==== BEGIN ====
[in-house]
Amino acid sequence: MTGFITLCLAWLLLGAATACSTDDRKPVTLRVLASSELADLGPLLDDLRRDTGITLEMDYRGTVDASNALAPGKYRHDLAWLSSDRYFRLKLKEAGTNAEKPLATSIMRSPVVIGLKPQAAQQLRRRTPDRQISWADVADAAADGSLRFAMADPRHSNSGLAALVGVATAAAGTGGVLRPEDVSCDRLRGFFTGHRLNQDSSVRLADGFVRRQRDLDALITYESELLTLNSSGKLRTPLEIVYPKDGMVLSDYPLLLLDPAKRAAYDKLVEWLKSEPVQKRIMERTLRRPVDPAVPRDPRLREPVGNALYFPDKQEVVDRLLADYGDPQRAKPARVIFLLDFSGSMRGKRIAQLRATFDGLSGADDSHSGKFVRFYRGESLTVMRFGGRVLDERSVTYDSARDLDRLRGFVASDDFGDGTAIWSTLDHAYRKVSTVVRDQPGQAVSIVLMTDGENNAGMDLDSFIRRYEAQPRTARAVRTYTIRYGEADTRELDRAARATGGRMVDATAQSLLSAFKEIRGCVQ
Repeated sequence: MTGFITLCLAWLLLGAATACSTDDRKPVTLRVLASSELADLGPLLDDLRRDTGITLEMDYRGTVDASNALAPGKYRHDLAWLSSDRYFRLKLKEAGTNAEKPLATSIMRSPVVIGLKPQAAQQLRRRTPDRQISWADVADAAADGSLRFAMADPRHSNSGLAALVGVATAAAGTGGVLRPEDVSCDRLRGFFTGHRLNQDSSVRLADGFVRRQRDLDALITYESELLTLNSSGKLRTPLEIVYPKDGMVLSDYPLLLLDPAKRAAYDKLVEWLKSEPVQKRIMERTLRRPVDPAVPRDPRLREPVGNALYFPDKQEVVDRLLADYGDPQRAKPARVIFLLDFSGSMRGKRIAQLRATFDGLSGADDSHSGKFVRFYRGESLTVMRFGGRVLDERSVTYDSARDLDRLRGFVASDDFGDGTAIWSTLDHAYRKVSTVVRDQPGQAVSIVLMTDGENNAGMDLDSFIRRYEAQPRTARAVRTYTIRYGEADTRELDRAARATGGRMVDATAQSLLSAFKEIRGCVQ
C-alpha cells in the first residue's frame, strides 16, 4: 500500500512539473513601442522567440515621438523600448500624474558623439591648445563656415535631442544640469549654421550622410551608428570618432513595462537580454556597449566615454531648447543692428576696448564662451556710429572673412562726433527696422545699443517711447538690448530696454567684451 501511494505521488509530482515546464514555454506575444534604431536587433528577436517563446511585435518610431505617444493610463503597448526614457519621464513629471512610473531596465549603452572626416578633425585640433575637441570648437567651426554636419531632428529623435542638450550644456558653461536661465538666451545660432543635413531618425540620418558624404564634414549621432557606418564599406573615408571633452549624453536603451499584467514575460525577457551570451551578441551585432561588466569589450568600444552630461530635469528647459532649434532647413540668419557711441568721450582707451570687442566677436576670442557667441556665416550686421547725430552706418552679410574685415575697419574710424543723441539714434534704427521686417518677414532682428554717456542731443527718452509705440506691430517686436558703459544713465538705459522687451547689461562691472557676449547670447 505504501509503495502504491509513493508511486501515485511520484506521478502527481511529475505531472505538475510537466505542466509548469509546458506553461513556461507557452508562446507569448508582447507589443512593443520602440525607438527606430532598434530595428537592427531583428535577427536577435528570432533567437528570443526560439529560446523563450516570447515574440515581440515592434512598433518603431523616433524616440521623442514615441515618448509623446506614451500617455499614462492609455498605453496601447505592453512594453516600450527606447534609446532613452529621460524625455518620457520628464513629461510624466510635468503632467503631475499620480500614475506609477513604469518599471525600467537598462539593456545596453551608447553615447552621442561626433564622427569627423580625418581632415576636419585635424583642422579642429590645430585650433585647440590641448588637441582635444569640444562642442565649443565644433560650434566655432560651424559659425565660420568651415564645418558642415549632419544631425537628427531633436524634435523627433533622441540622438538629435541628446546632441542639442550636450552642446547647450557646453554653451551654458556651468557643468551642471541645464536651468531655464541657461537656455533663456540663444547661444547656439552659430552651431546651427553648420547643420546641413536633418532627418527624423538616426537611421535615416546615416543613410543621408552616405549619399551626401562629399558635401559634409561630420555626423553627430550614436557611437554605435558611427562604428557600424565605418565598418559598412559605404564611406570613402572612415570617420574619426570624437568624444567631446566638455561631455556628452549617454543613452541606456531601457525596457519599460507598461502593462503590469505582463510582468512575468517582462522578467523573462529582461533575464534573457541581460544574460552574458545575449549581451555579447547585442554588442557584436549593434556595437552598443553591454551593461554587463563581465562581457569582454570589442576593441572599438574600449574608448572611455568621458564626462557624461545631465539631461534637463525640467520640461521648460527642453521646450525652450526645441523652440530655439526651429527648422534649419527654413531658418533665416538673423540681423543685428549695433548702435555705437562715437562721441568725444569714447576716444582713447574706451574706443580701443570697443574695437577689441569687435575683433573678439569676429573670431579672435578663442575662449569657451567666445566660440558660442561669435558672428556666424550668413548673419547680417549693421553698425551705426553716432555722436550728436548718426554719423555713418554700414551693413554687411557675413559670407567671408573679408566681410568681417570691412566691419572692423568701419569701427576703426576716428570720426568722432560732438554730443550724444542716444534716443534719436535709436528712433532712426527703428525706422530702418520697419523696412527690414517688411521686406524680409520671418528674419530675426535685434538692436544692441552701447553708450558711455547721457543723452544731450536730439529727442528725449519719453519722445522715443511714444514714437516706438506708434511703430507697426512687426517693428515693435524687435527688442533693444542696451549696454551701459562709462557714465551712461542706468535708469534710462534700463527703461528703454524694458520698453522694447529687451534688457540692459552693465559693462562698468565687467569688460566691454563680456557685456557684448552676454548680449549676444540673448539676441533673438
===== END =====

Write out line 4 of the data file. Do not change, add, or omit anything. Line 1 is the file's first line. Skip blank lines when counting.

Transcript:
C-alpha cells in the first residue's frame, strides 16, 4: 500500500512539473513601442522567440515621438523600448500624474558623439591648445563656415535631442544640469549654421550622410551608428570618432513595462537580454556597449566615454531648447543692428576696448564662451556710429572673412562726433527696422545699443517711447538690448530696454567684451 501511494505521488509530482515546464514555454506575444534604431536587433528577436517563446511585435518610431505617444493610463503597448526614457519621464513629471512610473531596465549603452572626416578633425585640433575637441570648437567651426554636419531632428529623435542638450550644456558653461536661465538666451545660432543635413531618425540620418558624404564634414549621432557606418564599406573615408571633452549624453536603451499584467514575460525577457551570451551578441551585432561588466569589450568600444552630461530635469528647459532649434532647413540668419557711441568721450582707451570687442566677436576670442557667441556665416550686421547725430552706418552679410574685415575697419574710424543723441539714434534704427521686417518677414532682428554717456542731443527718452509705440506691430517686436558703459544713465538705459522687451547689461562691472557676449547670447 505504501509503495502504491509513493508511486501515485511520484506521478502527481511529475505531472505538475510537466505542466509548469509546458506553461513556461507557452508562446507569448508582447507589443512593443520602440525607438527606430532598434530595428537592427531583428535577427536577435528570432533567437528570443526560439529560446523563450516570447515574440515581440515592434512598433518603431523616433524616440521623442514615441515618448509623446506614451500617455499614462492609455498605453496601447505592453512594453516600450527606447534609446532613452529621460524625455518620457520628464513629461510624466510635468503632467503631475499620480500614475506609477513604469518599471525600467537598462539593456545596453551608447553615447552621442561626433564622427569627423580625418581632415576636419585635424583642422579642429590645430585650433585647440590641448588637441582635444569640444562642442565649443565644433560650434566655432560651424559659425565660420568651415564645418558642415549632419544631425537628427531633436524634435523627433533622441540622438538629435541628446546632441542639442550636450552642446547647450557646453554653451551654458556651468557643468551642471541645464536651468531655464541657461537656455533663456540663444547661444547656439552659430552651431546651427553648420547643420546641413536633418532627418527624423538616426537611421535615416546615416543613410543621408552616405549619399551626401562629399558635401559634409561630420555626423553627430550614436557611437554605435558611427562604428557600424565605418565598418559598412559605404564611406570613402572612415570617420574619426570624437568624444567631446566638455561631455556628452549617454543613452541606456531601457525596457519599460507598461502593462503590469505582463510582468512575468517582462522578467523573462529582461533575464534573457541581460544574460552574458545575449549581451555579447547585442554588442557584436549593434556595437552598443553591454551593461554587463563581465562581457569582454570589442576593441572599438574600449574608448572611455568621458564626462557624461545631465539631461534637463525640467520640461521648460527642453521646450525652450526645441523652440530655439526651429527648422534649419527654413531658418533665416538673423540681423543685428549695433548702435555705437562715437562721441568725444569714447576716444582713447574706451574706443580701443570697443574695437577689441569687435575683433573678439569676429573670431579672435578663442575662449569657451567666445566660440558660442561669435558672428556666424550668413548673419547680417549693421553698425551705426553716432555722436550728436548718426554719423555713418554700414551693413554687411557675413559670407567671408573679408566681410568681417570691412566691419572692423568701419569701427576703426576716428570720426568722432560732438554730443550724444542716444534716443534719436535709436528712433532712426527703428525706422530702418520697419523696412527690414517688411521686406524680409520671418528674419530675426535685434538692436544692441552701447553708450558711455547721457543723452544731450536730439529727442528725449519719453519722445522715443511714444514714437516706438506708434511703430507697426512687426517693428515693435524687435527688442533693444542696451549696454551701459562709462557714465551712461542706468535708469534710462534700463527703461528703454524694458520698453522694447529687451534688457540692459552693465559693462562698468565687467569688460566691454563680456557685456557684448552676454548680449549676444540673448539676441533673438